Attention to our pelvic health is important for women as we age. Many women work with a pelvic health physiotherapist to treat conditions such as urinary incontinence (involuntary leakage of urine) and pain with intercourse. Urinary incontinence and pain with sexual activity are often related to vaginal atrophy, which refers to shrinkage of the vaginal tissue leading to thinning of the walls typically after menopause or hormonal depletion.

reproductivesystem

 

The vaginal...

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What Happn's When Using Happn

Uncategorized Jan 03, 2017

How long does it take you to like an online dating profile? And how long does it take to meet in person after your first online encounter? When does the average dater say "I love you"? And when do new couples move in together?

Check out Happn's data below and take a look at their app which connects you to users you've crossed paths with in real life.

relationships-in-canada

Imagine courtesy of Happn. This data refers to daters looking for opposite sex partners.

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The New Ontario Sex Education Curriculum: What You Need to Know

Uncategorized Nov 16, 2016

Webinar Overview

In this three-part webinar, Dr. Jessica O'Reilly will explore the content of the updated Human Development and Sexual Health curriculum, break down the common myths that surround it and discuss strategies for effective delivery.

Part One Part Two Part Three

This webinar and content is brought to you by Thompson Educational Publishing (TEP).

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Love Your Body! - Part 1

Tips for feeling better about your body after cancer:

Feeling great about our bodies is no easy task and negative perceptions of the way we look run rampant among all women. Add the side-effects of chemo, radiation, surgeries, drugs and medical probing into the mix and it’s no surprise that most women diagnosed with cancer also struggle to love and embrace their bodies.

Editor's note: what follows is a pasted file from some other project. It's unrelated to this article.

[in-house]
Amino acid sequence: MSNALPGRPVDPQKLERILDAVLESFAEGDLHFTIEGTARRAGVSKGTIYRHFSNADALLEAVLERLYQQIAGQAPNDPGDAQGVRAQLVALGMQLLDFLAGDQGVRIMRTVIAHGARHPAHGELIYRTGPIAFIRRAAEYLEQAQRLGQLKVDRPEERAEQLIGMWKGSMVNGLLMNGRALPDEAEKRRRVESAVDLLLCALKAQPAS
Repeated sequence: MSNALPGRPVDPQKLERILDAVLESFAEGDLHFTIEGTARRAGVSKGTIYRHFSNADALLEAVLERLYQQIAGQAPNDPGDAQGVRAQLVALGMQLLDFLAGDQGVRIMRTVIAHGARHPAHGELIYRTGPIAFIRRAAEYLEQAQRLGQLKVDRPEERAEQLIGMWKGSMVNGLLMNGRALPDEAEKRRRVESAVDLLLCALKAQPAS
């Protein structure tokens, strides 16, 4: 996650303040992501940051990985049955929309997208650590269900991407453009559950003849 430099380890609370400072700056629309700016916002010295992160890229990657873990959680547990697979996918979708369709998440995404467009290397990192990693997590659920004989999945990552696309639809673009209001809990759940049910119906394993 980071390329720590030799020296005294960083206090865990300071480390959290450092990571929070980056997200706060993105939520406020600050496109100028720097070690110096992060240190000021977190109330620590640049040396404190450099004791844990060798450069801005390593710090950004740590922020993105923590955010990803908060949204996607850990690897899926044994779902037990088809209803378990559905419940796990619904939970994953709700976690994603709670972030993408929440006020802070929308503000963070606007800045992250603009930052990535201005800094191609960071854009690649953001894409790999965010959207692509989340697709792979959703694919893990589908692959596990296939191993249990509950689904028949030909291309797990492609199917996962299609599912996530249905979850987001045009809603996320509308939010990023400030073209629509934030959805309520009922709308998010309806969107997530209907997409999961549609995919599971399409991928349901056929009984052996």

300116sdmlovebody02-large_transbe6o56qrl4zbrlmqqi7ubfvse9jsn00kzbur3ixhagoBut body image is less about the way you look and more about the way you feel about your body. It is a core component of self-worth and impacts the ways in which we relate to ourselves and others. It is also key to sexual functioning and positive body image is  positively correlated with levels of desire, orgasm and sexual satisfaction.

An overwhelming number of women living with cancer diagnoses report a decline in sexual desire and many connect body image issues with this side effect. And while sex may be the farthest thing from your mind during treatment and recovery, feeling as comfortable and...

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Love Your Body! - Part 2

Continued from Part 1 here...

3. Minimize Negative Triggers

We all have our ups and downs and it would be futile to attempt to eliminate all sources of negativity. However we can minimize exposure to unnecessary triggers that tend to promote a less than positive attitude toward our bodies.